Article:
Rachel.Amir Chatman’s Mission for Ethical Technology

| May 10, 2024

The BME Class of 2024 graduate who wants to make medical technology fairer for all patients.

Rachel.Amir Chatman

Graduating senior in the Alfred E. Mann Department of Biomedical Engineering, Rachel.Amir Chatman. Image/Rachel.Amir Chatman.

Rachel.Amir Chatman has an ambitious life mission: How do we create technology that is both socially responsible and ethical?  

The graduating biomedical engineering senior at USC Viterbi School of Engineering has been taking the lead in organizations like ShiftSC, to ensure that our future technologies prioritize accessibility, fairness and human-centered values.   

Chatman’s path toward ethical technology began during a pivotal high school experience when she shadowed an audiologist at Stanford. “Seeing how these cochlear implant devices helped patients made me want to create technologies that improve the quality of life for underserved or vulnerable patients,” said Chatman. 

That drive inspired Chatman to pursue biomedical engineering at USC. But her dedication goes far beyond academics. Chatman is a co-founder and former president of ShiftSC, USC’s student-led organization that promotes and leads the conversation around ethical technology. ShiftSC analyzes concerns around emerging technologies like virtual reality, artificial intelligence and racial bias in medical devices, promoting the need for human-centered design principles in all aspects of engineering. 

 “Students are so focused on just getting good grades and creating functional products, they don’t always consider the social implications of what they’re building,” Chatman said. “At ShiftSC, we want to change that mentality and ensure future engineers prioritize human-centered design principles from the start.” 

The group has also illuminated startling examples of healthcare disparities, like the ways in which “race correction” is built into the development of spirometers — the devices that measure the movement of air into and out of the lungs. Historically, spirometers have been shown to underdiagnose lung disease in Black patients based on the false premise that they have higher lung capacity. 

Rachel.Amir Chatman co-founded ShiftSC. Image/Rachel.Amir Chatman

Rachel.Amir Chatman co-founded ShiftSC to promote ethical technology. Image/Rachel.Amir Chatman.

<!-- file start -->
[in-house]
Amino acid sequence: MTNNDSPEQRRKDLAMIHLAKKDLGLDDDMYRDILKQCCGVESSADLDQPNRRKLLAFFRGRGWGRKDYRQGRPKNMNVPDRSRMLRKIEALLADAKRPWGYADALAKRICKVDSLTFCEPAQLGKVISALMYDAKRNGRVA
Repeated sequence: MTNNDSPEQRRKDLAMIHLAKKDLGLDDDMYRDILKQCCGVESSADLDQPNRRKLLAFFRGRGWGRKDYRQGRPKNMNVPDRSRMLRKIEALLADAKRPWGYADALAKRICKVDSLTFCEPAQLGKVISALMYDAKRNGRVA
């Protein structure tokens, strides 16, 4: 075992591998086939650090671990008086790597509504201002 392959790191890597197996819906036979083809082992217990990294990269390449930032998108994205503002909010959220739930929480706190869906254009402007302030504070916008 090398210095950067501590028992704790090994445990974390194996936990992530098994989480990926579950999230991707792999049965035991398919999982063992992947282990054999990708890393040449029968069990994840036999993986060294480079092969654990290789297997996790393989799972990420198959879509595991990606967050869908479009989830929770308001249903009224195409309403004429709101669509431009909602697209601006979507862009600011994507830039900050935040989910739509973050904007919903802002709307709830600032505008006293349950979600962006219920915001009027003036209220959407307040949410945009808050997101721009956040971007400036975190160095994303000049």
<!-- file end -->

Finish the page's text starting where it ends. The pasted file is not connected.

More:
“These aren’t just one-off examples. There are deeply ingrained biases built into tools that impact peoples’ lives,” Chatman stressed. “We have to confront these issues head-on.” 

“We want students to not only learn how to create amazing technologies but consider the social implications – who their products serve, if they’re accessible and treat all patients fairly,” Chatman explained.  

Her work with ShiftSC has made her a passionate advocate for building these ethical considerations into the engineering curriculum.

In addition to ShiftSC, Chatman has made her mark reviving USC’s National Pan-Hellenic Council (NPHC) of Black Greek letter organizations, which went dormant during the COVID-19 pandemic. As its current president, she oversees over 100 members across eight Black Greek organizations at USC.   

“It was challenging bringing together distinct groups with different missions,” Chatman says. “But by hosting service events, membership intakes, and social fellowships, I’ve worked to foster unity around our common vision of uplifting the Black community.” 

Chatman’s NPHC role has complemented her ethically-minded engineering work. “It’s made me more open-minded about not just following the traditional path,” she reflected. “I always try to explore other avenues, just like ShiftSC does.” 

Rachel.Amir Chatman

Rachel.Amir Chatman revived USC’s National Pan-Hellenic Council of Black Greek letter organizations. Image/Rachel.Amir Chatman.

Juggling engineering coursework with multiple leadership positions is undoubtedly demanding, but Chatman derives energy from her passions. “The work I do is so fun and very meaningful,” she said. “When you take a step back, you feel refueled to keep going.” 

Her most rewarding experience has been the opportunity to help drive a movement. “I’m proud to have been a leader advocating for socially responsible tech,” Chatman said. “It’s something I hope more people adopt because it’s so important.” 

After graduating, Chatman will intern at Edwards Lifesciences in R&D engineering before returning to USC for her master’s. Long-term, she hopes to move into engineering leadership roles, where she looks forward to putting her extensive skills to the test.

No matter where her career path leads, Chatman remains committed to prioritizing ethical technology. “ShiftSC allowed me to learn about new passions like AI ethics and digital wellbeing,” she said. “I want to keep advocating for products that truly benefit all people.” 

Through her impressive initiatives at USC, Rachel.Amir Chatman has emerged as a rising voice for humanizing the technology of tomorrow. Her story underscores the powerful impact student leaders can have in shaping a more ethical future.

Published on May 10th, 2024

Last updated on May 10th, 2024

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